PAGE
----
Third, we need to remember that strategic collaboration is a tide that lifts all boats. Mission Innovation was launched with 20 countries and has since grown to more. These countries are economic competitors yet the world continues to collaborate. Last week, the Nordics hosted two multilateral meetings on energy—the ninth Clean Energy Ministerial (CEM) and third Mission Innovation Ministerial. These countries know they are better able to accelerate clean energy innovation through strategic collaboration.

While the United States was present at CEM and moved the ball forward on collaborations focused on carbon capture, utilization, and sequestration—which will be critical to achieving the carbon removal, or negative emissions, necessary to meet our carbon targets—and on nuclear energy, our country should be leading in a more comprehensive and substantive way. One might even call it an “all-of-the-above approach to clean energy.”

The bottom line is this: We should not limit the impact of our investment by ceding leadership in these types of international fora.

Research investment in clean energy will continue to contribute to our economy, national security, and wellbeing. A strong track record, engagement from public and private sector leaders, and, ultimately, bipartisan leadership in Congress has kept U.S. research investment in this space growing. The United States remains well-positioned to lead on Mission Innovation. To do so, we need to keep increasing investment—and keep increasing impact.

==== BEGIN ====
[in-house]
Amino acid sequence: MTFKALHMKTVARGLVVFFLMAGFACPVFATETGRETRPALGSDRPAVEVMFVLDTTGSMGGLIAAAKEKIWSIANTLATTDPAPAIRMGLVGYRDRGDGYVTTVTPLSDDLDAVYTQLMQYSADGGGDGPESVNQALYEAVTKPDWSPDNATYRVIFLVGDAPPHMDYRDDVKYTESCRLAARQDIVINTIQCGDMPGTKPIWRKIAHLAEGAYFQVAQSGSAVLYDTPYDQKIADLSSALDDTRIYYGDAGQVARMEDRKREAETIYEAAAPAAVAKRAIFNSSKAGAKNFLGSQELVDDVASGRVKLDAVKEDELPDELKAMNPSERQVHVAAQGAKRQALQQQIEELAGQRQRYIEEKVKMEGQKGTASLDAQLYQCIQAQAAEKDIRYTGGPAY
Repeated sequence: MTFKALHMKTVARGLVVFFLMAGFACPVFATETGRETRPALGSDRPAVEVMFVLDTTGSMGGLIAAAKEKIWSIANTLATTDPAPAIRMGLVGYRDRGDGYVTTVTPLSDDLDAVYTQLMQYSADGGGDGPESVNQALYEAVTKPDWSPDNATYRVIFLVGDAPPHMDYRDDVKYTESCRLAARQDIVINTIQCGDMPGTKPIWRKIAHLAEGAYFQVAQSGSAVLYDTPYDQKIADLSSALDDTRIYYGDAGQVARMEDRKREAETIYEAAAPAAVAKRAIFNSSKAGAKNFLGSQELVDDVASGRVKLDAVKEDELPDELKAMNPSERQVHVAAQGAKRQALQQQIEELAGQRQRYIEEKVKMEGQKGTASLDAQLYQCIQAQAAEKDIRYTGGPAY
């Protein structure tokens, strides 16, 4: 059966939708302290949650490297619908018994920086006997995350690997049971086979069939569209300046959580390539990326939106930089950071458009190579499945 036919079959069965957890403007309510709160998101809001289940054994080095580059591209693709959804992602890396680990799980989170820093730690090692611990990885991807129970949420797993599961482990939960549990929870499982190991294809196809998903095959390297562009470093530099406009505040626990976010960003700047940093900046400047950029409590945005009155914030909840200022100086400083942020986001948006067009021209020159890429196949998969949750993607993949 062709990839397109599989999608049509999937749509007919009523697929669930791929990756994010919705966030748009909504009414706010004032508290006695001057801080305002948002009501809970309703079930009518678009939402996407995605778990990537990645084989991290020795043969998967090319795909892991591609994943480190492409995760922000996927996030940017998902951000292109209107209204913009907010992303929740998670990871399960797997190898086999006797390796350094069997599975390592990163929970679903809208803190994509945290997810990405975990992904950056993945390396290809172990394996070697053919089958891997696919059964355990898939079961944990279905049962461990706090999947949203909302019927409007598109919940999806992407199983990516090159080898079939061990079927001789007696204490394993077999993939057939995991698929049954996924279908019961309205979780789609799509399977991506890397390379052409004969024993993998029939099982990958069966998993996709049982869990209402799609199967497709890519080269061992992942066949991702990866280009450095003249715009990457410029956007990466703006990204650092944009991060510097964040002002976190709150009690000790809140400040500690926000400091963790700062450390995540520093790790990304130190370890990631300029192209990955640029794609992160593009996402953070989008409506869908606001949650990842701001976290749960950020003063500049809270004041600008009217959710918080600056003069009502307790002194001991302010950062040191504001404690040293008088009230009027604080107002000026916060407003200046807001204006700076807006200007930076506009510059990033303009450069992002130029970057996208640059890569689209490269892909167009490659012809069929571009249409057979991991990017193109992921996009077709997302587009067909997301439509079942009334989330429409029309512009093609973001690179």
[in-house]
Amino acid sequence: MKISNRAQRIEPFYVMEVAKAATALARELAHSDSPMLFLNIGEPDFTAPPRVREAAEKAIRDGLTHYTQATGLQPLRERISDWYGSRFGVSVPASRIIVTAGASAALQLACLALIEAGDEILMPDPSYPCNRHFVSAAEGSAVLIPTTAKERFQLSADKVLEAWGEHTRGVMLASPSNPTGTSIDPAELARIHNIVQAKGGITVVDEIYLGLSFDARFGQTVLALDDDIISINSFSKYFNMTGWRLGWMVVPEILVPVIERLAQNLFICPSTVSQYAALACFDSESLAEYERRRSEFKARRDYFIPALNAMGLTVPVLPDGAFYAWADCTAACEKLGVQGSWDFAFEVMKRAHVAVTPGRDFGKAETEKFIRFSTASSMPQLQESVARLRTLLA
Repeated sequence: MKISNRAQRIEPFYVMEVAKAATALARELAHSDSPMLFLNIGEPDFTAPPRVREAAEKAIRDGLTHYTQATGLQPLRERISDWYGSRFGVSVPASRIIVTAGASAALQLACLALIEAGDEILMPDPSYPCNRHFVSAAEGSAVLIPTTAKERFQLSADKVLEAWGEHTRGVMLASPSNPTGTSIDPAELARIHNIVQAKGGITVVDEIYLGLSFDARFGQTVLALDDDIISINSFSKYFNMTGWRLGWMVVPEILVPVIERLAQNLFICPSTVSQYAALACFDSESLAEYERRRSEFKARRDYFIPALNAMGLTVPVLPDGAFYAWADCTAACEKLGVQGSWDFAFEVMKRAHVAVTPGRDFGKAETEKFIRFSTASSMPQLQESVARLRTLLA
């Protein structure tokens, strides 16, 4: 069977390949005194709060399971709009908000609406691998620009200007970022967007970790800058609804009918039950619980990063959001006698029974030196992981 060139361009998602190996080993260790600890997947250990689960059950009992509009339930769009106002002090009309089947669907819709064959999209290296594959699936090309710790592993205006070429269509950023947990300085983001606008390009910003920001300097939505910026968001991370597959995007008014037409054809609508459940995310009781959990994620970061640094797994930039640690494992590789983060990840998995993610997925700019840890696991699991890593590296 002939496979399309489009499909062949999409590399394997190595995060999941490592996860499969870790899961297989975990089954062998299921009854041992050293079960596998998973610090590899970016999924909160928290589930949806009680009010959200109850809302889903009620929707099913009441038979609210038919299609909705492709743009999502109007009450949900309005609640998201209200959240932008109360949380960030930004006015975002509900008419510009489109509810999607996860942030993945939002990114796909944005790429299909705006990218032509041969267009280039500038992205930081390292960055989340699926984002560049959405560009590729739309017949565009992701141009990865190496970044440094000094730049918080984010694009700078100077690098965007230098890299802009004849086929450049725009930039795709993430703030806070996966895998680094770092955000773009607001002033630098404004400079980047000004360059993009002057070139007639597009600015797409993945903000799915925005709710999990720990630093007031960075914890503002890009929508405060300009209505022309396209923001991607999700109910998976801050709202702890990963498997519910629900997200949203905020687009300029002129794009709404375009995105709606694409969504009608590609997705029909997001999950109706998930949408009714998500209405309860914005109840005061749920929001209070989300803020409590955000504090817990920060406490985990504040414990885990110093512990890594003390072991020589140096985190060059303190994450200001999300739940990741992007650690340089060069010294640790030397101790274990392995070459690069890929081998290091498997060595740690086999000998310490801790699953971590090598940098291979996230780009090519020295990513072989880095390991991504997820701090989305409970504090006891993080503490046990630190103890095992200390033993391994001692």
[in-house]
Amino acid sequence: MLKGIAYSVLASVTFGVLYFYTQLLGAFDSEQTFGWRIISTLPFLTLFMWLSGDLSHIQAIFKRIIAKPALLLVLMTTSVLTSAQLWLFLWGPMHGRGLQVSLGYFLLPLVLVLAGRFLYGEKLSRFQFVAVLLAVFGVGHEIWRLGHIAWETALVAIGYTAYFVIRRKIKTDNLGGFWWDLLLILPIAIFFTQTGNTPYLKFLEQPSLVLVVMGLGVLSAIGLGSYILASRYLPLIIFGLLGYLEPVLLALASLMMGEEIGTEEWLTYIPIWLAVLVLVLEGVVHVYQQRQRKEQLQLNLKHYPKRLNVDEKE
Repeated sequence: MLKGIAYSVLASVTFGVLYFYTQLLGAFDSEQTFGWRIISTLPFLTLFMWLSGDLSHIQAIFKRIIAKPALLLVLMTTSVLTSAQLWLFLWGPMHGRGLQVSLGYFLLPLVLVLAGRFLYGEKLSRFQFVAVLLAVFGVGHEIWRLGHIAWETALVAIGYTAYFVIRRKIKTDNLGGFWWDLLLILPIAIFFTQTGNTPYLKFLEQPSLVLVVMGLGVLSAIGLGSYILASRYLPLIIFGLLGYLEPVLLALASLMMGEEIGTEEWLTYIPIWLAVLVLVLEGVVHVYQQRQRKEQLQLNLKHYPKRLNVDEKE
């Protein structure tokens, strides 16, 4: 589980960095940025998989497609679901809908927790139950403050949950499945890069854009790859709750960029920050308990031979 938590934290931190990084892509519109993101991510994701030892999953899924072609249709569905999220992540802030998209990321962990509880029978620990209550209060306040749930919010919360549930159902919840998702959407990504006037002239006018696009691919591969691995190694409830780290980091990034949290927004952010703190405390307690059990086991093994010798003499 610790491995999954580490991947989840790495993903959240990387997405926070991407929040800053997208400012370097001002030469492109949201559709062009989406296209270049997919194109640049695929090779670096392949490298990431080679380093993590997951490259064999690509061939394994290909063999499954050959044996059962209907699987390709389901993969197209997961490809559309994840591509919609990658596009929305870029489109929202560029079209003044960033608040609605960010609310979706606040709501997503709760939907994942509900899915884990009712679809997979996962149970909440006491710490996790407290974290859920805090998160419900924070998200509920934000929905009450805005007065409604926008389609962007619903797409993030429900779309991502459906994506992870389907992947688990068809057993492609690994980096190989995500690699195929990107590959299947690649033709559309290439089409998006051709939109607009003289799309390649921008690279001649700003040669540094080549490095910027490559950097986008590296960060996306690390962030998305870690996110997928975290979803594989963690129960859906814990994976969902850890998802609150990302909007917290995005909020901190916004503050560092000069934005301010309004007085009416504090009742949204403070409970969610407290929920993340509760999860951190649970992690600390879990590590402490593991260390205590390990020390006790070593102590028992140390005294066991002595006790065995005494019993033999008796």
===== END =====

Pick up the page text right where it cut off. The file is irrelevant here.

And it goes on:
This post was originally published on the Center on Global Energy Policy blog.

Ali A. Zaidi is a non-resident fellow at Columbia University’s Center for Global Energy Policy; adjunct professor and Precourt Energy Scholar at Stanford University; and former associate director for Natural Resources, Energy, and Science at the U.S. Office of Management and Budget. In the Obama administration, Zaidi was a member of the team that designed the international Mission Innovation initiative and developed the U.S. framework to implement the associated R&D commitments.